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Project Tripod may be exclusive to Windows phones, but that hasn’t stopped its scalability

Industry stalwarts in the mobile space have recently said publicly that if Windows Phones continue their current growth within developing nations, that it would soon take over Android mobile devices in those regions.

This is good news for Sydney-born startup Project Tripod, as it represents a world of opportunity within emerging markets neighbouring Australia. Currently the business is only accessible via a Windows mobile device. Whilst that may seem limiting, it helps when the CEO of the business, Catherine Eibner is ex-Microsoft alumni and knows the ins and outs of scaling solely on their platform.

Project Tripod launched less than three weeks ago and has been downloaded more than 35,000 times, with thousands of public Virtual Tripods now set up around the world for anyone to see. The team are now has its eyes set on construction industry giants.

“Everyone loves time-lapses. We like to visualise things changing over time that are often imperceptible to the human eye. We do it for different reasons, whether that be just because it’s cool, interesting or for commercial reasons where it’s important to measure the progress of something changing,” says Eibner.

“The problem has been that doing this is a pain – especially over long time periods. Until now this has been in the domain of high end videographers, documentary makers and scientific organisations to name a few because it’s very difficult, requires expensive specialised equipment and is time consuming.”

In the same way that many other startups these days are democratising industries, Project Tripod is making it possible for anyone to create something cool, or do research for upcoming commercial projects.

The development has been funded via the Nokia/Microsoft AppCampus program.

The Project Tripod team have spent a large portion of last year building a Windows Phone exclusive app and enterprise scale cloud powered API that allows people to use their mobile device to make and contribute to long-term time lapses.

Photos are taken on a smart phone with the app installed. What’s cool is that these can be taken by one person, or 100 people, who may or may not know each other over a period of minutes or over 10 years. The images then get aligned by the cloud API. This is where the magic happens and where they become a perfectly aligned sequence of images.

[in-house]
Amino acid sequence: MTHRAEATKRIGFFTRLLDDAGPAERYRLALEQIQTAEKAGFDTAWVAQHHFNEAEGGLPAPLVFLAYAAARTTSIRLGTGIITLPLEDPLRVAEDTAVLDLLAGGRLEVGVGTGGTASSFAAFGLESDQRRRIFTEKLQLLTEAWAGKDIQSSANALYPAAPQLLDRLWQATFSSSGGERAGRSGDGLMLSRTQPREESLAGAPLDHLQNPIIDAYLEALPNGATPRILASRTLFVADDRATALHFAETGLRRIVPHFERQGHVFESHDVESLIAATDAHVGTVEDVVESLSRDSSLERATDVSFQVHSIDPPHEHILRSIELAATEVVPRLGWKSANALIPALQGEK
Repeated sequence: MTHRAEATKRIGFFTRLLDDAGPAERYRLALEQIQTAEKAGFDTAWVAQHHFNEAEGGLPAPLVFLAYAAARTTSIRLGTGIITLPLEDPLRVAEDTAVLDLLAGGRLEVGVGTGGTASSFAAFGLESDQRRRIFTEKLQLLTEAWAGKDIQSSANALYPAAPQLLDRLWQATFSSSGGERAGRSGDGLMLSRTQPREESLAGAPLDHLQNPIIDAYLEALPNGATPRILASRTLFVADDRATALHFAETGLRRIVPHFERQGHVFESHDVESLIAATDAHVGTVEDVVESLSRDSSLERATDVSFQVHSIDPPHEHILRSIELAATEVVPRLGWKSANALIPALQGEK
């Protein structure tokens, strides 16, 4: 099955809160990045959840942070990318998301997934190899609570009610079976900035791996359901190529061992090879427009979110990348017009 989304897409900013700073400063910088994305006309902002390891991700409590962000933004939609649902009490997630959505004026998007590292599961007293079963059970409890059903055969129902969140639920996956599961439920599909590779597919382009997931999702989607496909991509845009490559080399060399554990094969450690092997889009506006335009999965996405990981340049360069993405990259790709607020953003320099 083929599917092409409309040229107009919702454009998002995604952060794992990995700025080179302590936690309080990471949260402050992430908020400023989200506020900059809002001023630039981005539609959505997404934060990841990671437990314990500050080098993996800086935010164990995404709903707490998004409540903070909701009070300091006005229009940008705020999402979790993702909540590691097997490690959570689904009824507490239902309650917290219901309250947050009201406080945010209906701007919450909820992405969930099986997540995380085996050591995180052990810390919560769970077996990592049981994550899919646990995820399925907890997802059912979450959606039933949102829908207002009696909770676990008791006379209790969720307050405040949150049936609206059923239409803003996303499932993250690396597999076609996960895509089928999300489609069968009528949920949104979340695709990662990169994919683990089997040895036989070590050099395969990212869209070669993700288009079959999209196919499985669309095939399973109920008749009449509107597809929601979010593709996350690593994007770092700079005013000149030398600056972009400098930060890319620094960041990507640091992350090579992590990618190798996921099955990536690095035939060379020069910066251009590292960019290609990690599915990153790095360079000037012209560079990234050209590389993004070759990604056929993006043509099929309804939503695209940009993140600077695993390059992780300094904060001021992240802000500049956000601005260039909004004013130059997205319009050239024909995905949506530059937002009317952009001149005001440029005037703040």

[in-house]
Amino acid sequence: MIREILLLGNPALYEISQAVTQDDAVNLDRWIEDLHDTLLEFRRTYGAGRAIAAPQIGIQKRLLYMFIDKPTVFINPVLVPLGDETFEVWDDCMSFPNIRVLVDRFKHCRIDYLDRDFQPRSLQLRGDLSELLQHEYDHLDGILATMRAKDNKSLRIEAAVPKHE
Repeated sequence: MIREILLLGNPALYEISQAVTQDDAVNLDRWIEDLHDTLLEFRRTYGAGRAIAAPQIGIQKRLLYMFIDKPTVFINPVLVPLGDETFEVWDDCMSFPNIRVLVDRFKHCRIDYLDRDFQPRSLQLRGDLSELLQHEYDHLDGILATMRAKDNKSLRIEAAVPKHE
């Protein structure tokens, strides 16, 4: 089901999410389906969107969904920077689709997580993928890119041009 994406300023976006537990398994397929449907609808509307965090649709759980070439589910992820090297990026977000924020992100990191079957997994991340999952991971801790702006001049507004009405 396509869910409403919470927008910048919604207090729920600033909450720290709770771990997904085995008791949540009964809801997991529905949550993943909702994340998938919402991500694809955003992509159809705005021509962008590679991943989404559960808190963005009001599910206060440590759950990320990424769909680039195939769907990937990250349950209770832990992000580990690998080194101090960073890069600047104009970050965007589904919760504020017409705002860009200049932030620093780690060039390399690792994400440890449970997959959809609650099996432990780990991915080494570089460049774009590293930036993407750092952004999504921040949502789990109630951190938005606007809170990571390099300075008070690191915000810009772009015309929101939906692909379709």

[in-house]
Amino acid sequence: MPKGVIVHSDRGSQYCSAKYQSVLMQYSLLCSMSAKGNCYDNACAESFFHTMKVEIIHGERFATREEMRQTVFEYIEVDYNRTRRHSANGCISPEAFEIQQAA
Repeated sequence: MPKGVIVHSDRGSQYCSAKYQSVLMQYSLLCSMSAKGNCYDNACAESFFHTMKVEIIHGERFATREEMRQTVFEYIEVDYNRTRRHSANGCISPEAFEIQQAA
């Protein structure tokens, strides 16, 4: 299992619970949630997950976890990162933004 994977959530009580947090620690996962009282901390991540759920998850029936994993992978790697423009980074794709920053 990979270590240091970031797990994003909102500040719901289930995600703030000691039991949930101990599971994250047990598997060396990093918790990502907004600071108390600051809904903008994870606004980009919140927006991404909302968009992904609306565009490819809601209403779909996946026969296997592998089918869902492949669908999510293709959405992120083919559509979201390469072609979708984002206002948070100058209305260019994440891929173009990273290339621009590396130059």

Once you have the sequential images, the generation of outputs is possible, such as traditional time lapse animations, multiple image blends and more that are only possible because the images are perfectly aligned.

The launch of the app is just the first step in a strategy that has its sights firmly set on the global construction industry. The release of the consumer application on Windows phone has been a clever first step for the team to develop a scalable enterprise-ready back-end system that is perfect for large scale construction projects.

According to Eibner, Construction firms require a quick and cost-effective way to professionally and accurately record the historical progress of the projects they have underway globally.

Eibner says, “While we are seeing some great Virtual Tripods being set up around the globe of iconic tourist sites, as well as spectacular landscapes and cityscapes, what we are pleasantly surprised by is the number of our users who are using Project Tripod to monitor change over time in their projects.”

“The projects range from house and garden renovations, to new home construction, through to large scale enterprise construction sites. This is fantastic validation for us as we see Project Tripod offering a unique solution in this industry and validation this area is key for our next steps.”

Having recently won the Pre-Revenue company category at the exclusive Australian OzApp Awards going on to be awarded the State government Innovation MVP Grant, the team is working with an undisclosed large international infrastructure construction giant to design the first of its industry dashboards for construction.